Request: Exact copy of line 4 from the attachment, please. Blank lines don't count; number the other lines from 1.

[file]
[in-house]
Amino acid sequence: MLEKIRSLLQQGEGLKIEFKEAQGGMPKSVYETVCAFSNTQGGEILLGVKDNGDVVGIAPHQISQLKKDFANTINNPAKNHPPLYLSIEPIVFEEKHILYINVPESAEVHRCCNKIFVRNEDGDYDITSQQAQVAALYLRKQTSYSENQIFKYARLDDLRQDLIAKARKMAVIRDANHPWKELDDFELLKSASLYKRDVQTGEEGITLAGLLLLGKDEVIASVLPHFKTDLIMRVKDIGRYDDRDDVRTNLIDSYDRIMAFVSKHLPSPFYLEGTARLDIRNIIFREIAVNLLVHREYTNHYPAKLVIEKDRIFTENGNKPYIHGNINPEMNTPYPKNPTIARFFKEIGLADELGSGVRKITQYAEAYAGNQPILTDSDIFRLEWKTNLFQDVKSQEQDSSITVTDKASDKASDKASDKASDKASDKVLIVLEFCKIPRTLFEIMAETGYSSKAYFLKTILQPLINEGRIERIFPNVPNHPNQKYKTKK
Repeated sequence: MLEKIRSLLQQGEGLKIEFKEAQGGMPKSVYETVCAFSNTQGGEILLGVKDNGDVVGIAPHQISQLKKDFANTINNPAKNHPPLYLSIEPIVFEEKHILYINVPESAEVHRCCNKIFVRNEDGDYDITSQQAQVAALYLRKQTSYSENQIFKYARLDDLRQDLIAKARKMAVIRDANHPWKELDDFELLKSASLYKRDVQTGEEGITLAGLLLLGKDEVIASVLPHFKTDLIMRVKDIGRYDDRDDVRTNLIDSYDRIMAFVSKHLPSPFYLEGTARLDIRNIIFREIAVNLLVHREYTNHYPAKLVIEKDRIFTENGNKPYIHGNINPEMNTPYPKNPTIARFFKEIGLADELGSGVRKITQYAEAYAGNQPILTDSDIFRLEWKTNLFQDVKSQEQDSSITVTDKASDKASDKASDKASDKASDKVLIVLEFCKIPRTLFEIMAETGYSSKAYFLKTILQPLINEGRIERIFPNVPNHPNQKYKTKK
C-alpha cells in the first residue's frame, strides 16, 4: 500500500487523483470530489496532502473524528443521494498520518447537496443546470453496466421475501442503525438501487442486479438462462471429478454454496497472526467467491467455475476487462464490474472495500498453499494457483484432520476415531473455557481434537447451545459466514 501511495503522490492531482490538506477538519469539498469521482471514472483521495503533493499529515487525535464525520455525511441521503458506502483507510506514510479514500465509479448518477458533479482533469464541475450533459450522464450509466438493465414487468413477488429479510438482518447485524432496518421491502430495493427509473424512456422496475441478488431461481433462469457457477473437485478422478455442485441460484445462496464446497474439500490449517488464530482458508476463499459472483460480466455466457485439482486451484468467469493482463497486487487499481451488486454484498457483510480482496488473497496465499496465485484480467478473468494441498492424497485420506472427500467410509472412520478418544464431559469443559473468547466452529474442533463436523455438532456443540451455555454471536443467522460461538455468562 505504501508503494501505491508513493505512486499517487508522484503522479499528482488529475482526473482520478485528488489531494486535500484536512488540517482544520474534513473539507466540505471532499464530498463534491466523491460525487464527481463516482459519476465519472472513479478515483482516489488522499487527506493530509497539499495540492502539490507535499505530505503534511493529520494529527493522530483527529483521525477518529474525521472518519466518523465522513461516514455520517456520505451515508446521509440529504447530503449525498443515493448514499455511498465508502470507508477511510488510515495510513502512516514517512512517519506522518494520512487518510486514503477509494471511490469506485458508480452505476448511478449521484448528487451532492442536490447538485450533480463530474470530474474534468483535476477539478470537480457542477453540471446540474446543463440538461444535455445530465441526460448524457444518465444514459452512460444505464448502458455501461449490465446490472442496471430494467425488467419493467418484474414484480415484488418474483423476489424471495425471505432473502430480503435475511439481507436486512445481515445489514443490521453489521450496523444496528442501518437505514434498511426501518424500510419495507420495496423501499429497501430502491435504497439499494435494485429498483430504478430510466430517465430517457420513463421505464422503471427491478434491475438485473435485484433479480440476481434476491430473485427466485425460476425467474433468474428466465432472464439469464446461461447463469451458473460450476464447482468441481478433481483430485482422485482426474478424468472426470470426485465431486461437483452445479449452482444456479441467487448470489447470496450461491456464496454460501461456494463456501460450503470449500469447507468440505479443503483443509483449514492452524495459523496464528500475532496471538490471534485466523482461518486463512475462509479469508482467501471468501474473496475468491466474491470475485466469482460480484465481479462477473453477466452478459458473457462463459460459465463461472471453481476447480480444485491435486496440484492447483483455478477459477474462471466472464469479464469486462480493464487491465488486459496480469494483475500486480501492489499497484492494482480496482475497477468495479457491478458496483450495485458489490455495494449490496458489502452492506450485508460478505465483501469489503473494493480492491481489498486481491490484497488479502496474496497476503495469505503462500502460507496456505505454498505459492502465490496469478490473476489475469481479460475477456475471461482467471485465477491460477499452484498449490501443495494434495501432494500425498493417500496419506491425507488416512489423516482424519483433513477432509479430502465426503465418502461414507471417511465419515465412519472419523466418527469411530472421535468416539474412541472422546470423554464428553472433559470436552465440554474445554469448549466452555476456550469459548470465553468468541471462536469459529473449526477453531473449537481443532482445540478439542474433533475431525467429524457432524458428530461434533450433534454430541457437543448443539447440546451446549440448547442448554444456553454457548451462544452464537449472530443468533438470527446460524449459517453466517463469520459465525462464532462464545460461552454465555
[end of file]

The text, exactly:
C-alpha cells in the first residue's frame, strides 16, 4: 500500500487523483470530489496532502473524528443521494498520518447537496443546470453496466421475501442503525438501487442486479438462462471429478454454496497472526467467491467455475476487462464490474472495500498453499494457483484432520476415531473455557481434537447451545459466514 501511495503522490492531482490538506477538519469539498469521482471514472483521495503533493499529515487525535464525520455525511441521503458506502483507510506514510479514500465509479448518477458533479482533469464541475450533459450522464450509466438493465414487468413477488429479510438482518447485524432496518421491502430495493427509473424512456422496475441478488431461481433462469457457477473437485478422478455442485441460484445462496464446497474439500490449517488464530482458508476463499459472483460480466455466457485439482486451484468467469493482463497486487487499481451488486454484498457483510480482496488473497496465499496465485484480467478473468494441498492424497485420506472427500467410509472412520478418544464431559469443559473468547466452529474442533463436523455438532456443540451455555454471536443467522460461538455468562 505504501508503494501505491508513493505512486499517487508522484503522479499528482488529475482526473482520478485528488489531494486535500484536512488540517482544520474534513473539507466540505471532499464530498463534491466523491460525487464527481463516482459519476465519472472513479478515483482516489488522499487527506493530509497539499495540492502539490507535499505530505503534511493529520494529527493522530483527529483521525477518529474525521472518519466518523465522513461516514455520517456520505451515508446521509440529504447530503449525498443515493448514499455511498465508502470507508477511510488510515495510513502512516514517512512517519506522518494520512487518510486514503477509494471511490469506485458508480452505476448511478449521484448528487451532492442536490447538485450533480463530474470530474474534468483535476477539478470537480457542477453540471446540474446543463440538461444535455445530465441526460448524457444518465444514459452512460444505464448502458455501461449490465446490472442496471430494467425488467419493467418484474414484480415484488418474483423476489424471495425471505432473502430480503435475511439481507436486512445481515445489514443490521453489521450496523444496528442501518437505514434498511426501518424500510419495507420495496423501499429497501430502491435504497439499494435494485429498483430504478430510466430517465430517457420513463421505464422503471427491478434491475438485473435485484433479480440476481434476491430473485427466485425460476425467474433468474428466465432472464439469464446461461447463469451458473460450476464447482468441481478433481483430485482422485482426474478424468472426470470426485465431486461437483452445479449452482444456479441467487448470489447470496450461491456464496454460501461456494463456501460450503470449500469447507468440505479443503483443509483449514492452524495459523496464528500475532496471538490471534485466523482461518486463512475462509479469508482467501471468501474473496475468491466474491470475485466469482460480484465481479462477473453477466452478459458473457462463459460459465463461472471453481476447480480444485491435486496440484492447483483455478477459477474462471466472464469479464469486462480493464487491465488486459496480469494483475500486480501492489499497484492494482480496482475497477468495479457491478458496483450495485458489490455495494449490496458489502452492506450485508460478505465483501469489503473494493480492491481489498486481491490484497488479502496474496497476503495469505503462500502460507496456505505454498505459492502465490496469478490473476489475469481479460475477456475471461482467471485465477491460477499452484498449490501443495494434495501432494500425498493417500496419506491425507488416512489423516482424519483433513477432509479430502465426503465418502461414507471417511465419515465412519472419523466418527469411530472421535468416539474412541472422546470423554464428553472433559470436552465440554474445554469448549466452555476456550469459548470465553468468541471462536469459529473449526477453531473449537481443532482445540478439542474433533475431525467429524457432524458428530461434533450433534454430541457437543448443539447440546451446549440448547442448554444456553454457548451462544452464537449472530443468533438470527446460524449459517453466517463469520459465525462464532462464545460461552454465555